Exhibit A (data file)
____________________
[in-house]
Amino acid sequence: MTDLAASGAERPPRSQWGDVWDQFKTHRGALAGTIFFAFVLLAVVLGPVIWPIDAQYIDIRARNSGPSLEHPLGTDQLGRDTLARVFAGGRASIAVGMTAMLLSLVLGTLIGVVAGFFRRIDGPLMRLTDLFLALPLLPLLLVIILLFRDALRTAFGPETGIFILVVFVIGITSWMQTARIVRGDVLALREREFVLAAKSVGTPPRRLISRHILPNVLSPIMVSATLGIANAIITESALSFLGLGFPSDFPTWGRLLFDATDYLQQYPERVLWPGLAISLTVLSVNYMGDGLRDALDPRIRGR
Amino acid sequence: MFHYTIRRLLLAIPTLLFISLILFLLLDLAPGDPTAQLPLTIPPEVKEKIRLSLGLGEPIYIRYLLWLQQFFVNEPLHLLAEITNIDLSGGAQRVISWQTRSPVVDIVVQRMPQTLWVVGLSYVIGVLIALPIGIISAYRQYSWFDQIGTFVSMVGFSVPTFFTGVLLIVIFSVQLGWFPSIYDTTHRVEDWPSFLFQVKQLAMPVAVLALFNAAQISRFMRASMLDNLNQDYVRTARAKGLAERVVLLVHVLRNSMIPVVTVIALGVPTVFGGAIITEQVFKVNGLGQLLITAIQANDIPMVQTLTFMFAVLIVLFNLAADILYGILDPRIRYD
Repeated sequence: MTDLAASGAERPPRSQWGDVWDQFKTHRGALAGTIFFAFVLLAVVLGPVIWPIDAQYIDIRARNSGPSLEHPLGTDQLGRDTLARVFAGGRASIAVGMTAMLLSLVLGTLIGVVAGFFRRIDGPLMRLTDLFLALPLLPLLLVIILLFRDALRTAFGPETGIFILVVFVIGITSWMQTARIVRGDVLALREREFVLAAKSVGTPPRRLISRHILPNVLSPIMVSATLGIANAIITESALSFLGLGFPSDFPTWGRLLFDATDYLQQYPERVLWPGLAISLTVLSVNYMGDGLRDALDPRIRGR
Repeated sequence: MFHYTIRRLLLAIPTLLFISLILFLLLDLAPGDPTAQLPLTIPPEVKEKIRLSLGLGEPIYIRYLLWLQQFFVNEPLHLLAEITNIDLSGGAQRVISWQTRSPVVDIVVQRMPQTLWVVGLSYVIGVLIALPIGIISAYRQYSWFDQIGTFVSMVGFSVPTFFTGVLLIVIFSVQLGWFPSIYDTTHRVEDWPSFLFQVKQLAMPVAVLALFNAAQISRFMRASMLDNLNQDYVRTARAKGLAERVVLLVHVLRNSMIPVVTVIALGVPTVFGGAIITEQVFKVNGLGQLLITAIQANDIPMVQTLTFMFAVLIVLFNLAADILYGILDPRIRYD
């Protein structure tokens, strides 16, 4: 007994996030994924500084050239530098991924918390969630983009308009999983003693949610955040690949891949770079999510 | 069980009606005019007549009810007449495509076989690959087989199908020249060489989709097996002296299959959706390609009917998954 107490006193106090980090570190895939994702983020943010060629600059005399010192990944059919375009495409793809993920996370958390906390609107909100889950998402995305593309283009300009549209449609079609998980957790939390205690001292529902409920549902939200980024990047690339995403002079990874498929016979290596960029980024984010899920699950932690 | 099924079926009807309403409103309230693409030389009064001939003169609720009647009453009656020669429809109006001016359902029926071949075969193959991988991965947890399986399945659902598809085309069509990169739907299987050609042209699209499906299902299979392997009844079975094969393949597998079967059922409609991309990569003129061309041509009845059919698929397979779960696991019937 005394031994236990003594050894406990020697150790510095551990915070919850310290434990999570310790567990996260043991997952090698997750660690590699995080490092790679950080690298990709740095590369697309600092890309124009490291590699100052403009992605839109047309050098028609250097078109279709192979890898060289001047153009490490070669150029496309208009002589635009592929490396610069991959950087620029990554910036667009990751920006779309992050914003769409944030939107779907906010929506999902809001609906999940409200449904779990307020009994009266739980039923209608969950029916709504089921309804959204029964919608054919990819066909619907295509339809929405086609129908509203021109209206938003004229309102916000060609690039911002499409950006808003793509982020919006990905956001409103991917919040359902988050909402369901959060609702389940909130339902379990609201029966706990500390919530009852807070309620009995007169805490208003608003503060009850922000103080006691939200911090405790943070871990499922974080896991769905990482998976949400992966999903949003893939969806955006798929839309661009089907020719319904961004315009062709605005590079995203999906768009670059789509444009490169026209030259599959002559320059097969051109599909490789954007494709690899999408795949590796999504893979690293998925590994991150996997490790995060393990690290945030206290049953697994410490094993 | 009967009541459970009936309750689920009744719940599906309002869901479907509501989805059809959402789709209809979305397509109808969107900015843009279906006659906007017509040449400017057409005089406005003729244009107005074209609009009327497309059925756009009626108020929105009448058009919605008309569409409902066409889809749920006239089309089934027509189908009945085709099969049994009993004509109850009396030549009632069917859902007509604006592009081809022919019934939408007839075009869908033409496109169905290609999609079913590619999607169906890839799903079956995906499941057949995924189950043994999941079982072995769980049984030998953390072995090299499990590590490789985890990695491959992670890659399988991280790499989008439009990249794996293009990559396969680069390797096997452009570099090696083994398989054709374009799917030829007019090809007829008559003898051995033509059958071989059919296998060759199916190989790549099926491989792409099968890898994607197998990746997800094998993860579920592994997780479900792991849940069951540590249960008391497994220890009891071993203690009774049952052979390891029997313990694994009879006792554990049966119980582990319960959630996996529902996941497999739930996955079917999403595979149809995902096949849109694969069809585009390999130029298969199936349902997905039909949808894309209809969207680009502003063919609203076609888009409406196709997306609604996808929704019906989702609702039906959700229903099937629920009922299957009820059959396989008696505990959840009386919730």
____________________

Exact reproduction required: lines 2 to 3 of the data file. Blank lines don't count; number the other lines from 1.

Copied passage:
Amino acid sequence: MTDLAASGAERPPRSQWGDVWDQFKTHRGALAGTIFFAFVLLAVVLGPVIWPIDAQYIDIRARNSGPSLEHPLGTDQLGRDTLARVFAGGRASIAVGMTAMLLSLVLGTLIGVVAGFFRRIDGPLMRLTDLFLALPLLPLLLVIILLFRDALRTAFGPETGIFILVVFVIGITSWMQTARIVRGDVLALREREFVLAAKSVGTPPRRLISRHILPNVLSPIMVSATLGIANAIITESALSFLGLGFPSDFPTWGRLLFDATDYLQQYPERVLWPGLAISLTVLSVNYMGDGLRDALDPRIRGR
Amino acid sequence: MFHYTIRRLLLAIPTLLFISLILFLLLDLAPGDPTAQLPLTIPPEVKEKIRLSLGLGEPIYIRYLLWLQQFFVNEPLHLLAEITNIDLSGGAQRVISWQTRSPVVDIVVQRMPQTLWVVGLSYVIGVLIALPIGIISAYRQYSWFDQIGTFVSMVGFSVPTFFTGVLLIVIFSVQLGWFPSIYDTTHRVEDWPSFLFQVKQLAMPVAVLALFNAAQISRFMRASMLDNLNQDYVRTARAKGLAERVVLLVHVLRNSMIPVVTVIALGVPTVFGGAIITEQVFKVNGLGQLLITAIQANDIPMVQTLTFMFAVLIVLFNLAADILYGILDPRIRYD